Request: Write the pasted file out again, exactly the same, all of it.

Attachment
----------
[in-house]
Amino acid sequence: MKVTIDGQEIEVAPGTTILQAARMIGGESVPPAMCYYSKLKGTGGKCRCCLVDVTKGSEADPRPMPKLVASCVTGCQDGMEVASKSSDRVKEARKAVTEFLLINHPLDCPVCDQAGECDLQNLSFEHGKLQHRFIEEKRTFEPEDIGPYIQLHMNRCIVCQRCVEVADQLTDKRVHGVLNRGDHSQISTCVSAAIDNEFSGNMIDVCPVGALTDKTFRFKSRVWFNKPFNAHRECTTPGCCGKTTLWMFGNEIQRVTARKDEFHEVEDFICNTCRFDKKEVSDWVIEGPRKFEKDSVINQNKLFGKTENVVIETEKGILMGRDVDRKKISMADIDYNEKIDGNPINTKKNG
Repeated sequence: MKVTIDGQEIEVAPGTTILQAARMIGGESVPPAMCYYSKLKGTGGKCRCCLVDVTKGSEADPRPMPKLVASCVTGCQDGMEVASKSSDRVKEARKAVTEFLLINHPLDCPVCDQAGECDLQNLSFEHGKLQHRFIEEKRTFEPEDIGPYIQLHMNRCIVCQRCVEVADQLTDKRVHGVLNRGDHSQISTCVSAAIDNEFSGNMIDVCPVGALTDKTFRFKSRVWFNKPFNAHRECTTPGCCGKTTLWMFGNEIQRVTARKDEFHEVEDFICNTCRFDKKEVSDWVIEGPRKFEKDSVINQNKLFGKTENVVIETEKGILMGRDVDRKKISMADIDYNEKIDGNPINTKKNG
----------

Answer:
[in-house]
Amino acid sequence: MKVTIDGQEIEVAPGTTILQAARMIGGESVPPAMCYYSKLKGTGGKCRCCLVDVTKGSEADPRPMPKLVASCVTGCQDGMEVASKSSDRVKEARKAVTEFLLINHPLDCPVCDQAGECDLQNLSFEHGKLQHRFIEEKRTFEPEDIGPYIQLHMNRCIVCQRCVEVADQLTDKRVHGVLNRGDHSQISTCVSAAIDNEFSGNMIDVCPVGALTDKTFRFKSRVWFNKPFNAHRECTTPGCCGKTTLWMFGNEIQRVTARKDEFHEVEDFICNTCRFDKKEVSDWVIEGPRKFEKDSVINQNKLFGKTENVVIETEKGILMGRDVDRKKISMADIDYNEKIDGNPINTKKNG
Repeated sequence: MKVTIDGQEIEVAPGTTILQAARMIGGESVPPAMCYYSKLKGTGGKCRCCLVDVTKGSEADPRPMPKLVASCVTGCQDGMEVASKSSDRVKEARKAVTEFLLINHPLDCPVCDQAGECDLQNLSFEHGKLQHRFIEEKRTFEPEDIGPYIQLHMNRCIVCQRCVEVADQLTDKRVHGVLNRGDHSQISTCVSAAIDNEFSGNMIDVCPVGALTDKTFRFKSRVWFNKPFNAHRECTTPGCCGKTTLWMFGNEIQRVTARKDEFHEVEDFICNTCRFDKKEVSDWVIEGPRKFEKDSVINQNKLFGKTENVVIETEKGILMGRDVDRKKISMADIDYNEKIDGNPINTKKNG